No Node-Click Event for MS TreeView control V6.0?

In MS Excel this control has a handy Node-Click event, but I can't seem to find this event in the Access version. Does it exist?
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MilewskpAsked:
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Rey Obrero (Capricorn1)Connect With a Mentor Commented:
you may need to repair the Access or reinstall.
to repair, have the Office 2003 available
from Access window
Help > Detect and Repair
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peter57rCommented:
I think you'll find there is one (and lots more events as well). It's the properties box that is the problem, not showing most of them.

In the vba code window you can select the nodeclick event from the dropdown list at the top of the code panel.
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MilewskpAuthor Commented:
Hi Peter,
I tried that already but only the events on the properties sheet appear in the dropdown list at the top of the code panel. Then I tried it just now on another computer, and it shows many more properties (including Node-Click). What would account for the difference?
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peter57rCommented:
32 bit office vs 64 bit office?

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MilewskpAuthor Commented:
Hi Peter,
Both are 32 bit I believe, but it turns out one machine is running Access 2003 SP2 and the other has Access 2003 SP3. Could this account for the difference?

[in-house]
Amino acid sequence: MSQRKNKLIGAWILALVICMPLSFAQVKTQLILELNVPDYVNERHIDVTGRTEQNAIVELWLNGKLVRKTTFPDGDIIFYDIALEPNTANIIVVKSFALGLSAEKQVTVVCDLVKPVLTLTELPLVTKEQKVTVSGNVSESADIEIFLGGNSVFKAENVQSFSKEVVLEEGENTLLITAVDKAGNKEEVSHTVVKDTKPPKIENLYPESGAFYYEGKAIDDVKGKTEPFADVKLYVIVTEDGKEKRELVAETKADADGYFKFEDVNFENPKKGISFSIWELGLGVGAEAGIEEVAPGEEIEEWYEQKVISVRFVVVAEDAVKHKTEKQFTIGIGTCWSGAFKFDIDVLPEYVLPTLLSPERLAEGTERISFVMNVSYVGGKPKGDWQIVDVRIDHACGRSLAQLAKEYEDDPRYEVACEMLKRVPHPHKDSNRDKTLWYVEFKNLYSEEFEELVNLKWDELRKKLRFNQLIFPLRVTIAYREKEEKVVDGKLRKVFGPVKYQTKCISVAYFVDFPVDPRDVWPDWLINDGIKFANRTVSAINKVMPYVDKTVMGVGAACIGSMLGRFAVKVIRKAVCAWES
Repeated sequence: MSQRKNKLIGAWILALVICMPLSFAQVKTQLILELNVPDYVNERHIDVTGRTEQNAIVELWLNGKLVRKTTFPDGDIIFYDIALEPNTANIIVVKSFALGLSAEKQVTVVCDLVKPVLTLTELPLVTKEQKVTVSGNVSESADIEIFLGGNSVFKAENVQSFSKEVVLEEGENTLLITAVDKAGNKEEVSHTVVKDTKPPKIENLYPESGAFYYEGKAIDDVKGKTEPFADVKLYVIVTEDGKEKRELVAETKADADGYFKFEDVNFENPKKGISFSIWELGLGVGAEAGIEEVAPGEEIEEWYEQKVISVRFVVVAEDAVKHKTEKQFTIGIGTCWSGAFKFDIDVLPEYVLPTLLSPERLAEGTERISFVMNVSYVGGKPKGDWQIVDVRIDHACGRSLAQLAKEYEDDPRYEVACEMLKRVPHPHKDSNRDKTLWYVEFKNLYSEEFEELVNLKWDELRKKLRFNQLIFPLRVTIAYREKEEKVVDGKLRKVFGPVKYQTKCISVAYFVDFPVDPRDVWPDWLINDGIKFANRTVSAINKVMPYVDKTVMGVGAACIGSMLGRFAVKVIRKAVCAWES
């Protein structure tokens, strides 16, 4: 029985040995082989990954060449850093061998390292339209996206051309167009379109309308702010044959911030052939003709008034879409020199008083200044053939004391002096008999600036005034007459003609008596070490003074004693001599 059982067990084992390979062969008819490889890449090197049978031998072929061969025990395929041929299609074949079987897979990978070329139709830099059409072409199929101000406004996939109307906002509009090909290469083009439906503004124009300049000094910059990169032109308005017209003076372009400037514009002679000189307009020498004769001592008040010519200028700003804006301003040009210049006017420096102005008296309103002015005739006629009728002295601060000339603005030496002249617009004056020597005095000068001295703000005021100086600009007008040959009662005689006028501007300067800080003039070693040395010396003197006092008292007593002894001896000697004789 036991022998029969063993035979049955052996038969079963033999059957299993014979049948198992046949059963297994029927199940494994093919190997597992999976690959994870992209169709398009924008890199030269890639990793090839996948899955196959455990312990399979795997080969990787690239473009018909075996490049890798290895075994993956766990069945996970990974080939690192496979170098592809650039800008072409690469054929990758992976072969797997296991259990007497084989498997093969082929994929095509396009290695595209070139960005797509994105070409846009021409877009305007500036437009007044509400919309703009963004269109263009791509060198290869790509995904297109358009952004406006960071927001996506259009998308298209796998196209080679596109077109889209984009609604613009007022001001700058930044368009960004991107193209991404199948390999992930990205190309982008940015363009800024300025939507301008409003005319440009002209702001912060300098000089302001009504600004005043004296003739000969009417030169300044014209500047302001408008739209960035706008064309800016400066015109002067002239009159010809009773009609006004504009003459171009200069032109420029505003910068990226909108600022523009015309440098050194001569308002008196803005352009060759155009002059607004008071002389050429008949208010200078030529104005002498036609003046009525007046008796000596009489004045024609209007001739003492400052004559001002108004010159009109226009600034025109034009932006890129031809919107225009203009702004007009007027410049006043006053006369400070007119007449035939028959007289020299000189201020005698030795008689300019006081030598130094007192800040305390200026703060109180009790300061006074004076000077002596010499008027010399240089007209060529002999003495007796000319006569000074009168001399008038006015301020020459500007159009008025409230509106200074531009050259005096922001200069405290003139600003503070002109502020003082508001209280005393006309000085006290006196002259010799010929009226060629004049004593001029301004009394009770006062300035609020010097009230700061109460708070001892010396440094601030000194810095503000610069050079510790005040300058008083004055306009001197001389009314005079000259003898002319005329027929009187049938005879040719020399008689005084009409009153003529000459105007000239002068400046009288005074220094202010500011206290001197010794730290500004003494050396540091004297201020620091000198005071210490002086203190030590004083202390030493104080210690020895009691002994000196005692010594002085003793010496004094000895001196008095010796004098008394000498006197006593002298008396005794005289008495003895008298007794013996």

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Rey Obrero (Capricorn1)Commented:
which one is showing less options,  Access 2003 SP3?
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MilewskpAuthor Commented:
Access 2003 SP2 is showing fewer events.
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MilewskpAuthor Commented:
Tried Detect and Repair, no change.
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Rey Obrero (Capricorn1)Commented:
uninstall Office 2003 from control panel > add/remove program
reboot pc
install Office 2003 with options of run everything in computer
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MilewskpAuthor Commented:
Hi cap,
This issue isn't important enough to warrant a reinstall on a PC that otherwise seems to be working OK.

It is correct to assume that if I install Office 2003 from the same CD to 2 different PCs, that I will have the same TreeView control events on both, or does it also depend on how office is configured or what references, extensions are used/ installed? That's probably all I need to know.
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Scott McDaniel (Microsoft Access MVP - EE MVE )Connect With a Mentor Infotrakker SoftwareCommented:
In the majority of cases, the Treeview control is not part of Office, but is rather a VB control. Installing or reinstalling Office (or any part) won't have any effect on these controls, and your currently installed version of Office won't really have any effect on that control. I'd be willing to bet that if you examine the acutal file for the Treeview control, you'll find different versions.

Access 2003 was the last version of access to actually provide and support a treeview control (and then only in the Developer's Edition, which was a separate purchase from all other versions). Many people use the standard VB Treeview, and it definitely exposes a NodeClick event:

http://msdn.microsoft.com/en-us/library/aa443492(VS.60).aspx